The bad news keeps coming from Facebook, with the social network saying that the figure of 50 million users having their data “scraped” by Cambridge Analytica isn’t quite accurate, the figure is actually closer to 90 million. As pressure builds for Facebook to radically – and quickly – overhaul its user protections, it seems CEO Mark Zuckerberg is already putting changes into place: Just ask anyone that uses the dating/hookup app Tinder. Sort of stopped working there, didn’t it?
That’s because Facebook essentially revoked Tinder’s permissions to pull data, which was a problem, since pretty much the only way you can even sign up for Tinder is… with a Facebook account. Facebook had been planning a big data importing overhaul for next month, but with the whole Cambridge debacle, it’s pretty clear the changes have been moved up to “right now,” consequences to third-party apps be damned.
Obviously, app makers are working to restore services, and it does look like Tinder is back up now, thankfully. Was your Facebook data shared with Cambridge Analytica? Facebook says they’ll start letting users know if that’s the case on April 9th.
Ransom this, buddy
One of the scariest words in tech today is “ransomware,” the takeover of a computer – or even a whole network – by hackers who have managed to infiltrate a computer system and encrypt its contents. To date, the easiest way to get your data back is to just pay the bitcoin ransom, but Microsoft says they are taking aim at the bad guys with new features to their OneDrive cloud service.
The “Files Restore” option should roll out today and it’s designed to blunt ransomware attacks by letting PC users restore their system to any point it was at in the last 30 days. There are also advanced encryption options coming for Outlook and other apps. You’ll need to be an Office 365 subscriber to get the Files Restore feature, but if you are, run those updates today and maybe you can give those ransomware jerks the finger tomorrow.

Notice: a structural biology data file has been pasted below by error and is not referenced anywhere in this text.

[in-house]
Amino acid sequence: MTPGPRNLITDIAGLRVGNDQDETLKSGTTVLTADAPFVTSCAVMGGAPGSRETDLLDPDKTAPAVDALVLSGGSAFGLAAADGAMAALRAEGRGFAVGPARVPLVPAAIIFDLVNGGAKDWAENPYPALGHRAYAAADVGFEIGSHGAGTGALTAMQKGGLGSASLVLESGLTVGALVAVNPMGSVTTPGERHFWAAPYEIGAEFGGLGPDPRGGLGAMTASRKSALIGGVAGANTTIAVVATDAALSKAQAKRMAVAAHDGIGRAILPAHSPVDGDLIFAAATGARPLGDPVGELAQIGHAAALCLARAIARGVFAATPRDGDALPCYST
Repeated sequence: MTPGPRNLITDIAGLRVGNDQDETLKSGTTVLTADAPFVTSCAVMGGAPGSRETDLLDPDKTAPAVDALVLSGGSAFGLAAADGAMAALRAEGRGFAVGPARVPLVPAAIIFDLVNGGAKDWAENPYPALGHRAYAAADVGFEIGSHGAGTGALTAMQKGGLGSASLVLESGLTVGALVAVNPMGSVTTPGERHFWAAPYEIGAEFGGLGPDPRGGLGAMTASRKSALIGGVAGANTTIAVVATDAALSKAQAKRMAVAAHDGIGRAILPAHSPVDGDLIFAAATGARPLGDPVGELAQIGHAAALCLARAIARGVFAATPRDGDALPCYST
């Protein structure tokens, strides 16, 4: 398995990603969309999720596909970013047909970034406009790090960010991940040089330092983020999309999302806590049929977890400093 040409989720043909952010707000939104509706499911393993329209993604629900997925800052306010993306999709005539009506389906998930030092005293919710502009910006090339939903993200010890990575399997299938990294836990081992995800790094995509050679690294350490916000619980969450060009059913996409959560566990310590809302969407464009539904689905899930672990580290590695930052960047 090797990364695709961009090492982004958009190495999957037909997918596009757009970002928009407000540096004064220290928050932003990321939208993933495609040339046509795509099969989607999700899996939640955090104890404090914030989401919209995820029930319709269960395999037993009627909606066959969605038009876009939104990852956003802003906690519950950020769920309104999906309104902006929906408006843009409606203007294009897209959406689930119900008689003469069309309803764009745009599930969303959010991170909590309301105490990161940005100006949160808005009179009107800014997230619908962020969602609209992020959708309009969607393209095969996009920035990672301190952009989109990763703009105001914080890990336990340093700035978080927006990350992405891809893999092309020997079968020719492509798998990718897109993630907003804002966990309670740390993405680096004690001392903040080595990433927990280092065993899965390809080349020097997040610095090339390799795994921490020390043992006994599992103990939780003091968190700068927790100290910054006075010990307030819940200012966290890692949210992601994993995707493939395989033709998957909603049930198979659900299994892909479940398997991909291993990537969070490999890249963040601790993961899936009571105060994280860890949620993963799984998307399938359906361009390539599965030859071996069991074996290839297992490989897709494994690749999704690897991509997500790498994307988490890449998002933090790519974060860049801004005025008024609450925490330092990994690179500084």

Make mine a BRZ-T
A bit of car news now: One of our favorite budget backroad blasters is the Subaru BR-Z – and its identical twin, the Toyota GT 86. It’s a joint venture between the two car companies and while it’s been a bonafide hit with owners and reviewers, one caveat has always remained: It needs more power. What sports car doesn’t, right? But with only 205 ponies under the hood, the BR-Z has always looked faster than it really is. That may be about to change.
The Japan Times is saying rumors indicate the next-gen BR-Z/86 may get a bigger powerplant that may include a few more horsepower, but possibly quite a bit more torque for quicker acceleration and drive out of corners.
Specifics? Not many s far, except to say the engine may grow from 2 liters to 2.4. Will a turbo find its way into the engine bay? No word yet but we sure hope so.
We’ve got more news on our Facebook page and YouTube channel, and be sure to tune in to this week’s DT podcasts: Trends with Benefits (general tech shenanigans) on Thursdays, and Between the Streams (movie and TV topics) every Friday.
- Facebook likely knew about Cambridge Analytica much earlier than we thought
- Period-tracking apps are sharing people’s intimate data with Facebook
- If Facebook wants to stick around, it needs to disappear for a bit
- Facebook has suspended ‘tens of thousands’ of apps over private data use
- Millions of phone numbers linked to Facebook found in exposed database